People underestimate the consequences and cost of mistakes made in the purchase of life insurance. Perhaps, talking about it is not pleasant and people just want to get it done quickly and forget about it. However, a poorly structured life insurance will most likely turn into a financial nightmare.


Life insure must be targeted to your specific needs



Making your life insurance decisions based on what your friend purchased is not the brightest idea. Life insurance must be tailored to your circumstances and not to circumstances of your friend, “Uncle Joey” the “financial guru of the family”, or your insurance agent.


Here I share with you seven mistakes you should avoid when purchasing your life insurance policy:


1. Insurance owned by the insured – if the insured’s estate (including the death benefit from life insurance and retirement plans) will never exceed the estate federal exclusion amount, federal estate taxes may not be a concern. However, if your estate is at or above the exclusion amount, then all of the insurance proceeds will be taxable.

2. Inadequate coverage – this is probably one of the biggest mistakes people make. Many policies are inadequate for the current family financial security or estate planning goals. Maybe at the time the policy was purchased it was adequate. Remember that as your individual and/or family needs change so should your life insurance coverage. A couple of hours with a competent life insurance adviser will prove to be worthwhile. Your insurance policy should be evaluated at least every three years. Forgoing a once-every-three-years checkup may mean that you may not have the best possible type of policy to meet insured’s current situation or that the coverage is dangerously out-of-date and inadequate because of a change in circumstances. For example, insurance that was adequate ten years ago has, at an average annual inflation rate of 3%, lost 30% of its purchasing power.

3. Not re-evaluating your coverage – you will be surprised with the number of policies naming ex-spouses or others whom the insureds would not have wanted to receive the proceeds. Sometimes, children born after the issuance of a policy are left out. This happens because many policies are purchased and forgotten in a vault or a box in the attic. Write to the home office of the insurance company. Have the insurance company confirm in writing: (1) that the policies are in force, (2) who the current beneficiaries are, and (3) that waiver of premium (a contractual provision that assures a policy is kept in force and continues coverage even if the insured can’t pay the premiums because of disability) is effective.

4. Lying on the application – This is the worst thing you can do to your family. Common lies on life applications are about the use of tobacco and drugs, depression, and income (to qualify for higher coverage amounts). It is not worth it, a lie on the application is all a life insurance company needs to deny your claim.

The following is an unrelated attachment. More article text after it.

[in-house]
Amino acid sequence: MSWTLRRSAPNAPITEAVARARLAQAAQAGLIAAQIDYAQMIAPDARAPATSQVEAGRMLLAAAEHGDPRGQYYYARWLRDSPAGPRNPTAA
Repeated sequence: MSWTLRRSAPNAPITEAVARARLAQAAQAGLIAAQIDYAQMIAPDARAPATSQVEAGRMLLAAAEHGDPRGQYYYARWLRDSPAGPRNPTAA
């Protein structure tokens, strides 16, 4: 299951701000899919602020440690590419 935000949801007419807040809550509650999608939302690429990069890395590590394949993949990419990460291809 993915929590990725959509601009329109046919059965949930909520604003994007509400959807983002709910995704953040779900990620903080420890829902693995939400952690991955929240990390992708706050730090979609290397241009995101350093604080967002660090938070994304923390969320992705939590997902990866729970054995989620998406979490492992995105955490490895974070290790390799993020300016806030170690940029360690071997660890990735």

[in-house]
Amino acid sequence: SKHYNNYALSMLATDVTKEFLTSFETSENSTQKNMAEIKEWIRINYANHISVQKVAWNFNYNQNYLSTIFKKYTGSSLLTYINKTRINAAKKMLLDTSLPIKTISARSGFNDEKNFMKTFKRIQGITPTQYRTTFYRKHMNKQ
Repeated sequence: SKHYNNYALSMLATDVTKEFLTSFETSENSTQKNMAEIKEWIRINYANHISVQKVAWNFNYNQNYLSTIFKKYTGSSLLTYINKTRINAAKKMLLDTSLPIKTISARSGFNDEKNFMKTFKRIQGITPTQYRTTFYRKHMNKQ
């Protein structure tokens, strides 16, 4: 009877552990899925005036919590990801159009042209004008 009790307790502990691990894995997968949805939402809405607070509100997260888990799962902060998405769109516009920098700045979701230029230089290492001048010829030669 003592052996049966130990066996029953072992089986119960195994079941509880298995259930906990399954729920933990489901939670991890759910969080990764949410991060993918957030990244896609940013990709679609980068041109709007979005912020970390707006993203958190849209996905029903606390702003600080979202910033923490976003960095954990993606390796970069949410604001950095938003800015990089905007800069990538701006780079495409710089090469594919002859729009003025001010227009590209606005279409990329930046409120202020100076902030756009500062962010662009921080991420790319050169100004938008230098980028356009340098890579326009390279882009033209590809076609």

5. Trusting insurance E-Quotes and cheap low cost mail out schemes – the Internet is filled with online calculators that will rapidly provide life insurance quotes. These tools are helpful but it only provides a general estimate. Why trust something as important as life insurance to a stranger who many times are not located in your area. If you have questions who are you going to talk to?

Cheap low cost insurance mail out should be avoided at all costs! Most of these schemes are very ‘simple’ life insurance policies that will only cover you for accidental death and NOT for any other death such as illness. Be wary of life insurance applications that do not ask you any medical questions. It is likely that these products will only cover you if you die from an accident. Also, you need to be very wary of the service you will receive at claim time.

6. Minors, emotionally immature or other impaired person named as beneficiaries – one of the most serious estate planning error is when the wrong asset goes to the wrong person at the wrong time in the wrong manner. It is foolish to pay a large sum of insurance money to an individual with no financial management experience or to an emotionally immature individual of any age. The best solution is to set up a trust for the insured’s spouse and children and name the trust as the recipient of life insurance proceeds. Under the trust you can set up a great deal of flexibility. This is a much safer and surer way to provide financial security for those who can’t or don’t want to handle large sums of money or other assets. Another option is to have the insurer pay out policy proceeds under a “settlement option” which provides a steady and consistent small amount of cash monthly over a long period of time.

7. Failure to name at least two ‘backup’ beneficiaries – if the named beneficiary dies before the insured (even if only minutes before), and no change was made in the beneficiary designation, the proceeds will be paid to the insured’s estate (See #1 above). Consider naming two backups for every person named in your life insurance policy as a beneficiary. Name more than two back-ups if the beneficiary is a “special needs” person who is physically, mentally, or emotionally challenged and consider naming one or more charities as ultimate beneficiaries in case the personal beneficiaries you’ve named pre-decease you.